Cod will­ing, an­glers will catch many more


ADRIAN Leo has been fish­ing in the Cam­paspe River be­tween Ep­palock Dam and El­more for years.

He has walked pretty much ev­ery inch of the reach, look­ing for the per­fect spot to wet a line. In re­cent times that has be­come a lot eas­ier.

“Over the past few years, ev­ery­thing is health­ier,” he said.

“The wa­ter qual­ity has im­proved, es­pe­cially in the ar­eas that have been fenced off, and the fish­ing has re­ally im­proved.

“It’s not just the num­ber and their size, but it is the health of the fish as well. I have caught Mur­ray cod in a lot of rivers and they have been skinny; you can see their ribs.

“It’s the op­po­site in the Cam­paspe. The cod and the yel­low belly have a lot of meat on them, have more vi­brant colours and are a lot health­ier.”

Adrian is a catch-and-re­lease fish­er­man and has seen a big dif­fer­ence in the size of both the cod and golden perch (yel­low belly) be­ing pulled out of the river.

“My largest cod is 85cm, but my mate caught one that was 104cm, which is al­most un­heard of in the Cam­paspe,” he said.

“I’ve caught a cou­ple of 70cm cod, in­clud­ing a 75cm with a sur­face lure, and a lot of 50s. I have also caught a heap of 30s, which proves there are dif­fer­ent gen­er­a­tions swim­ming around.”

Mur­ray cod spawn­ing was recorded for the first time in the Cam­paspe River last year, on the back of the an­nual win­ter and spring flows.

The en­dan­gered fish has been a fo­cus of the North Cen­tral Catch­ment Man­age­ment Au­thor­ity (CMA), as has the crit­i­cally en­dan­gered sil­ver perch, the vul­ner­a­ble Mur­ray Dar­ling rain­bow­fish, and golden perch.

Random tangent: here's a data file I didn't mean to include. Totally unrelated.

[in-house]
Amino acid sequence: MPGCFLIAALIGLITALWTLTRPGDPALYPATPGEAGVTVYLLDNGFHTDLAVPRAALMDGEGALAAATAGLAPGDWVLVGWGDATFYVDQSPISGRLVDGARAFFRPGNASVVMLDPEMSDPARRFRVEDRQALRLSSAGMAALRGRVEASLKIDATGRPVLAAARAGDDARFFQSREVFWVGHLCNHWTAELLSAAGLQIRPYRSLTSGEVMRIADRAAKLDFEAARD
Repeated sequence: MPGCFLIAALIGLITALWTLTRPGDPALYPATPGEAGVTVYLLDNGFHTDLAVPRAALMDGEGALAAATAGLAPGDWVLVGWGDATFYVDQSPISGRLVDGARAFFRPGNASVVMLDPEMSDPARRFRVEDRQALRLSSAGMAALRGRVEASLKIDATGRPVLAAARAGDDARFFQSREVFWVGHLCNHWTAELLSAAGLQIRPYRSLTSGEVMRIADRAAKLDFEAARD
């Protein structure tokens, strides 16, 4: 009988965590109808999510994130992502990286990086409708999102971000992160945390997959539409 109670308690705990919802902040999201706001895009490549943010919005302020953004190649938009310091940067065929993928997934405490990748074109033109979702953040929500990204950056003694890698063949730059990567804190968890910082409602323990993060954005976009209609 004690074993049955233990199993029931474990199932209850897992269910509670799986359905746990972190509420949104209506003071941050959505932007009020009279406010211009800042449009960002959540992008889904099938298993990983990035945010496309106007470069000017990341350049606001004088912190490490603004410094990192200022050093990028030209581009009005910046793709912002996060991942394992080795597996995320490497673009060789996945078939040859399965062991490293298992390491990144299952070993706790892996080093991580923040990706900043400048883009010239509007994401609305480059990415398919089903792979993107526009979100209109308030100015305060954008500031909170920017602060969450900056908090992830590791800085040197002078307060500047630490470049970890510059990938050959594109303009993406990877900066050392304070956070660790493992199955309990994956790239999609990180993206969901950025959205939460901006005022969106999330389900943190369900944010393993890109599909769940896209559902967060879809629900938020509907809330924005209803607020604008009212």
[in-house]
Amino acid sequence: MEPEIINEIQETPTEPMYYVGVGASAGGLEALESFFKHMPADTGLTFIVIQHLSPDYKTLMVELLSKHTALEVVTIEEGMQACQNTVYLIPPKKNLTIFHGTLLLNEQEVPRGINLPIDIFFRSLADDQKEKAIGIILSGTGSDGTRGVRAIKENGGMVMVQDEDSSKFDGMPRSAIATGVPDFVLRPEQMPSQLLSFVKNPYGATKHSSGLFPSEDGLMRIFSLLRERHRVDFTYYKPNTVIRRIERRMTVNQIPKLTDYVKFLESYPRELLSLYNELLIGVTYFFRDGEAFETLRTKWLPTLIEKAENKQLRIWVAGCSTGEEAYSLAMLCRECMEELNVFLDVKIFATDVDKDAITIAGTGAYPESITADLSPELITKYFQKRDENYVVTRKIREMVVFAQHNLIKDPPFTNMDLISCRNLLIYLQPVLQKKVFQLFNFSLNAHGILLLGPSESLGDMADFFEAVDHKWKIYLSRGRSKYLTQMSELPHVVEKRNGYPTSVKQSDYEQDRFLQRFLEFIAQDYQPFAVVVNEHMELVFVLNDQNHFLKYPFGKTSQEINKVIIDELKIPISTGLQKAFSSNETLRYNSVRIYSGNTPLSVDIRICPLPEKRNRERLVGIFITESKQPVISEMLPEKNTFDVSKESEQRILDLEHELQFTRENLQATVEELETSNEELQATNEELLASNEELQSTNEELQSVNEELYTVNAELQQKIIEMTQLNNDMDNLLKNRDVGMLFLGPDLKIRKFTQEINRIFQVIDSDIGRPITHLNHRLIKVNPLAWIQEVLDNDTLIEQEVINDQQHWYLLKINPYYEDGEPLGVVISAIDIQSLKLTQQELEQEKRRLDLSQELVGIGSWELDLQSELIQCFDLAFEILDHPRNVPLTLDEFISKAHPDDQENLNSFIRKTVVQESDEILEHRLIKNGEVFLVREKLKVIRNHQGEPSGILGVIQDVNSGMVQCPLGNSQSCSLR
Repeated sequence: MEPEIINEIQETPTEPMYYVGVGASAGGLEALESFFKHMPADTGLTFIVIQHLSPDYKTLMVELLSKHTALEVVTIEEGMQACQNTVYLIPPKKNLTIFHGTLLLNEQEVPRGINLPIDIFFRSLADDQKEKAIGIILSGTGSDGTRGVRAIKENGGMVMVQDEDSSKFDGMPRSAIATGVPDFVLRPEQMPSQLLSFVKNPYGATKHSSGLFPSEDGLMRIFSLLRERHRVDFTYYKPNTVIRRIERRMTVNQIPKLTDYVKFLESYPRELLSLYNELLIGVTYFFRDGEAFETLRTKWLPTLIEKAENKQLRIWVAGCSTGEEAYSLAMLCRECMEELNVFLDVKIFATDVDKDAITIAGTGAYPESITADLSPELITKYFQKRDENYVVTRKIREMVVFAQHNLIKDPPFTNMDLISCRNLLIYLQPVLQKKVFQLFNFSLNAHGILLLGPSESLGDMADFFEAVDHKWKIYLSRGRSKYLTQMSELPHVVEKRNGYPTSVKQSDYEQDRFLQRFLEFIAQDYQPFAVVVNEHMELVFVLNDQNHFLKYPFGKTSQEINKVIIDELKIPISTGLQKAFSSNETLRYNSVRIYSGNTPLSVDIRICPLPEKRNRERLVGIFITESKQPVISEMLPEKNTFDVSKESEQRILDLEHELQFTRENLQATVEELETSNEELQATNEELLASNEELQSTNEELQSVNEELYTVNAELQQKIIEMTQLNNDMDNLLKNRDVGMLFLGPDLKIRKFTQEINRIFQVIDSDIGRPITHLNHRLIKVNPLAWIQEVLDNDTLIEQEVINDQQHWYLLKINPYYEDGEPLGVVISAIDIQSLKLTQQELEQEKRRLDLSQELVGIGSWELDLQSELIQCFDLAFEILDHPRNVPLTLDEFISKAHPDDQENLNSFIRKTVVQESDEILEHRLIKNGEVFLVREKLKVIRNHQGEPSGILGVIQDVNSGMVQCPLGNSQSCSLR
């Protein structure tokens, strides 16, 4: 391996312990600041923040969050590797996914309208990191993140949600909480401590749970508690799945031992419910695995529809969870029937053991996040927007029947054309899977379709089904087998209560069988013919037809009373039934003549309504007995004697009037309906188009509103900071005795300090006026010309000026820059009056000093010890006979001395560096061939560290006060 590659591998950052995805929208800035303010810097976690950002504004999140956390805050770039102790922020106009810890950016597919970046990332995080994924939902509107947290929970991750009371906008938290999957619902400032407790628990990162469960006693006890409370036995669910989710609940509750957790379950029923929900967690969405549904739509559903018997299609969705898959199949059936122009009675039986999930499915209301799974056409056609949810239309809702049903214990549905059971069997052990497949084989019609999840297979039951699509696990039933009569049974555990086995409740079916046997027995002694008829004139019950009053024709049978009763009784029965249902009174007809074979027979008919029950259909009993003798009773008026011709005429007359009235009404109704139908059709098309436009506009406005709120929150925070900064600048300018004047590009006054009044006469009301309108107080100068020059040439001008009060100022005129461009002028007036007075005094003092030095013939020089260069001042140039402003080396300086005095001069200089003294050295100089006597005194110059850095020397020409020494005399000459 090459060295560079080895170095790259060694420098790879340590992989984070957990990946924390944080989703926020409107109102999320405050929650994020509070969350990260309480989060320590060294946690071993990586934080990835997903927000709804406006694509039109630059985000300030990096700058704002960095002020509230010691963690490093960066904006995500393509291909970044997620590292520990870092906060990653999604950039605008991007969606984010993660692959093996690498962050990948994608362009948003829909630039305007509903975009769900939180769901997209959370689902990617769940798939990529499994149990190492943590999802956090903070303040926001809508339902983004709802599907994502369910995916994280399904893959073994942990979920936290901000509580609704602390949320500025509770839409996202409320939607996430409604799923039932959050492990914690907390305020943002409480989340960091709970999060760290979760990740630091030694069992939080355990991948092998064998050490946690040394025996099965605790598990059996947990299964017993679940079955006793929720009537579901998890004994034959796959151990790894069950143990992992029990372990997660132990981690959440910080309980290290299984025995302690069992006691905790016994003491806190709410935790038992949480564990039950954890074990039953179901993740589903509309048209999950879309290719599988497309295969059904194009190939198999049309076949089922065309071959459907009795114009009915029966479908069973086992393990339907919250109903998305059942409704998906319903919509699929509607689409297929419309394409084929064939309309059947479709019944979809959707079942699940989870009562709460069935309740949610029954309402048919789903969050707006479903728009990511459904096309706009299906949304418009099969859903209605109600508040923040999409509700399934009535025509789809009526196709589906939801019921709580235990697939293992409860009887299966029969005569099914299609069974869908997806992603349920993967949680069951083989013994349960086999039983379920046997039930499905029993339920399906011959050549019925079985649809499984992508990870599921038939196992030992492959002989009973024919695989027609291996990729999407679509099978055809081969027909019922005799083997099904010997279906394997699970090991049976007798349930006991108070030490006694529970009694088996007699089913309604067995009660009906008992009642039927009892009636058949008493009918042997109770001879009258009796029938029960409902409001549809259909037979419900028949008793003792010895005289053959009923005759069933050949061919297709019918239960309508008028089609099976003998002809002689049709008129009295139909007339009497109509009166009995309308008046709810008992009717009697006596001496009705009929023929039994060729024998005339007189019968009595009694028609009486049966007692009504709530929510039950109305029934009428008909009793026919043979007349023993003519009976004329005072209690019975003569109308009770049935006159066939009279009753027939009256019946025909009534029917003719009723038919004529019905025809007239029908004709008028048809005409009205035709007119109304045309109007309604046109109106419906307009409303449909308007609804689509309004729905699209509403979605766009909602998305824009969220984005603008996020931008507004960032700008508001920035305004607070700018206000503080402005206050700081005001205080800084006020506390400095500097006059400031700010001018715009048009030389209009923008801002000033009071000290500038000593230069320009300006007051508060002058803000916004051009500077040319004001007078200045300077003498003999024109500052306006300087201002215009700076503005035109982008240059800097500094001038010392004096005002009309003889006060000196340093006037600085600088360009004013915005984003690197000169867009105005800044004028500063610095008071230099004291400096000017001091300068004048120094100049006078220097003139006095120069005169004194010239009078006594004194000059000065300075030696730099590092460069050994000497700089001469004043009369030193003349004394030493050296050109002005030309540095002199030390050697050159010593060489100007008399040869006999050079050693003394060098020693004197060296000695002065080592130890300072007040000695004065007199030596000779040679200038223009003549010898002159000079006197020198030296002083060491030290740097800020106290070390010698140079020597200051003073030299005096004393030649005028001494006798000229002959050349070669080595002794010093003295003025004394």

“Wa­ter for the en­vi­ron­ment is used to keep wa­ter lev­els rel­a­tively steady and pre­vent rapid in­creases or de­creases that oc­cur as a re­sult of fluc­tu­at­ing de­mand dur­ing the ir­ri­ga­tion sea­son,” North Cen­tral CMA en­vi­ron­men­tal flows project man­ager Dar­ren White said.

“A steady flow means the cod will stay on their nests, which in­creases the chances of suc­cess­ful spawn­ing. We want fish like the ones Adrian has caught to hang around as long as they can.

“That’s why we are start­ing our spring flow in the com­ing weeks.”

An ini­tial pulse will help clear the banks of leaf lit­ter, mit­i­gat­ing against a sum­mer black­wa­ter event.

“Af­ter that, a steady flow will move down, help­ing the cod, as well as im­prov­ing veg­e­ta­tion,” Mr White said.

A max­i­mum of 18,000ML of wa­ter for the en­vi­ron­ment will flow down the river un­til De­cem­ber, on top of ir­ri­ga­tion flows, timed to ben­e­fit the cod and the over­all health of the river.

Less than 20 per cent of Vic­to­ria’s wa­ter en­ti­tle­ments are al­lo­cated to the en­vi­ron­ment, with 60 per cent di­verted for ir­ri­ga­tion, and an­other 20 per cent for towns and cities.

The lat­est sea­sonal ir­ri­ga­tion de­ter­mi­na­tion for the re­gion has the Cam­paspe re­main­ing at 100 per cent al­lo­ca­tion for high re­li­a­bil­ity wa­ter shares.

Reg­u­lar up­dates are posted on the North Cen­tral CMA web­site at nc­

Adrian Leo caught an 85cm Mur­ray cod in the Cam­paspe.

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